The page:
Meaningful issues in need of student advocacy include public safety, education, economic development, criminal justice, corruption and affordable housing. Repaving the streets of New Orleans to make them safer and more efficient is an incredibly important movement which directly affects student life. Additionally, since the onset of the coronavirus pandemic, New Orleans has suffered an onslaught of problems which have only exacerbated harsh realities. Following the cancellation of Mardi Gras 2021, the city lost immense revenues from tourism, a major economic necessity for the community. External to tourism, the local New Orleans Sewerage and Water Board continues to send exorbitant bills to local residents in error. On a political front, the new District Attorney Jason Williams is under a federal indictment for tax fraud. These matters constitute only a fraction of the pertinent issues in need of students’ attention. 

Advocating and participating in local dialogues also includes hands-on interaction with the local community. Given that 80% of Tulane alumni leave New Orleans upon graduating, students build a cycle of abuse in which they reap the benefits of the city at the cost of local residents without penance. As such, students should be encouraged to immerse themselves in local organizations and programs to help construct a more positive Tulane narrative. These efforts could take the form of volunteering at the New Orleans Mission, tutoring children at local schools, canvassing for a local political campaign or interning at a local non-profit.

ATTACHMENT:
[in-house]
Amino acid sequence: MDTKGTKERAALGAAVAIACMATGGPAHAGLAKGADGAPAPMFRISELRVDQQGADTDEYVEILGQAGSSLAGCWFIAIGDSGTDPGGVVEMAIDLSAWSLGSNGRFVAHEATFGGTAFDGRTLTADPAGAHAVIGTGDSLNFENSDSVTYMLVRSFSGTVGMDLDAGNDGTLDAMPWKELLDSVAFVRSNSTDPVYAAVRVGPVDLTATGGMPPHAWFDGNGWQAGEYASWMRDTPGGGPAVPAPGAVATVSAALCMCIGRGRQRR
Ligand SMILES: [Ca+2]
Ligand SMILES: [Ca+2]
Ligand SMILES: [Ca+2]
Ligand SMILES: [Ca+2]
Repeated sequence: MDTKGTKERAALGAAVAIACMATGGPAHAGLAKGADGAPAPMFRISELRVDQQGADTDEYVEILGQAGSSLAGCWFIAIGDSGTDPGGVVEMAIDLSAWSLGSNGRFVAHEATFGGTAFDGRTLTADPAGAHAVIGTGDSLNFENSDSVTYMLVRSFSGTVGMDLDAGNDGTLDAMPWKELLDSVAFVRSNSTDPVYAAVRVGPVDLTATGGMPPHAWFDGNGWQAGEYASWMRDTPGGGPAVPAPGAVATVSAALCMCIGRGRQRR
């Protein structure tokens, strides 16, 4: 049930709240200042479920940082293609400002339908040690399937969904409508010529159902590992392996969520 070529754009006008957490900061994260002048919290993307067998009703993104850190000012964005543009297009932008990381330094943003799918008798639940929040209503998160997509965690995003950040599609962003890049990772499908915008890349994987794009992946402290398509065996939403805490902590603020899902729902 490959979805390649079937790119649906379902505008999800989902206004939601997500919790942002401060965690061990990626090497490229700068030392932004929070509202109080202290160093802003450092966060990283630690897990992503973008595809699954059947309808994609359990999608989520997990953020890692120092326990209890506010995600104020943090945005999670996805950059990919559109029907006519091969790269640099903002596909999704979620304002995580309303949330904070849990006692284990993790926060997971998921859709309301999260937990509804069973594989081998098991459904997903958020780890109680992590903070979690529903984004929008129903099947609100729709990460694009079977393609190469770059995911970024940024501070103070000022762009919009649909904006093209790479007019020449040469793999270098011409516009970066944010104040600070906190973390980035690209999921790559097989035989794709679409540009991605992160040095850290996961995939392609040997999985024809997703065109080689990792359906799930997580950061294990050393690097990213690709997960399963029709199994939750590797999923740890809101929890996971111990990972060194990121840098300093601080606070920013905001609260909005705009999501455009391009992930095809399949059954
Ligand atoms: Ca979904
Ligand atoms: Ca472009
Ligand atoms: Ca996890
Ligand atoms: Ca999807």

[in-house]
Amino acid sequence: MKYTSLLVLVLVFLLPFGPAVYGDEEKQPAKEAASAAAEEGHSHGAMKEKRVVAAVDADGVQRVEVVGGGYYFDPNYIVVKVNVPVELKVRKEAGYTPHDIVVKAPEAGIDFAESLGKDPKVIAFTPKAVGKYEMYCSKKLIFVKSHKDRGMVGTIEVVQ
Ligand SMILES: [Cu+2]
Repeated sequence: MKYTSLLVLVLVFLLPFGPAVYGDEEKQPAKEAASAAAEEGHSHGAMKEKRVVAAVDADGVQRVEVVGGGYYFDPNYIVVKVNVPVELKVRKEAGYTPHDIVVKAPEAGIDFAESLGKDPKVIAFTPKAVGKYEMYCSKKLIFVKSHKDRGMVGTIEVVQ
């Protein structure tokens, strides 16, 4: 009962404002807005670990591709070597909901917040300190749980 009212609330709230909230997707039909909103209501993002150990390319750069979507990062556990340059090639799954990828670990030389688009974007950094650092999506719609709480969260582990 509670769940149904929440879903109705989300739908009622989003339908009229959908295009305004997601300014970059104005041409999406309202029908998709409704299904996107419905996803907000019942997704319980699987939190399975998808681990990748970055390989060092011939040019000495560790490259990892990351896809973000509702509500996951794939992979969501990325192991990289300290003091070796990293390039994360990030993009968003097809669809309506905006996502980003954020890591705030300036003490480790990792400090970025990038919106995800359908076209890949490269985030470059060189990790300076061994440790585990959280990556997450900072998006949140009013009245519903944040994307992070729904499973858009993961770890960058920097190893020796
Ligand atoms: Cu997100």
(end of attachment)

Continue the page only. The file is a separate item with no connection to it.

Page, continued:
As members of a community beyond the confines of Tulane’s campus, students must do their part. This does not mean students should focus solely on local issues. It demands that students venture out of the “Tulane Bubble,” confront the realities of New Orleans and use their ability to advocate and educate others to benefit city residents. 

If Tulane hopes to uphold its motto and demonstrate its sacred commitment to service, the administration must encourage students to participate in meaningful community engagement rather than promote performative charity. This cannot happen until both the university and its students bridge the divide between Tulane and the community through long-overdue meaningful interactions.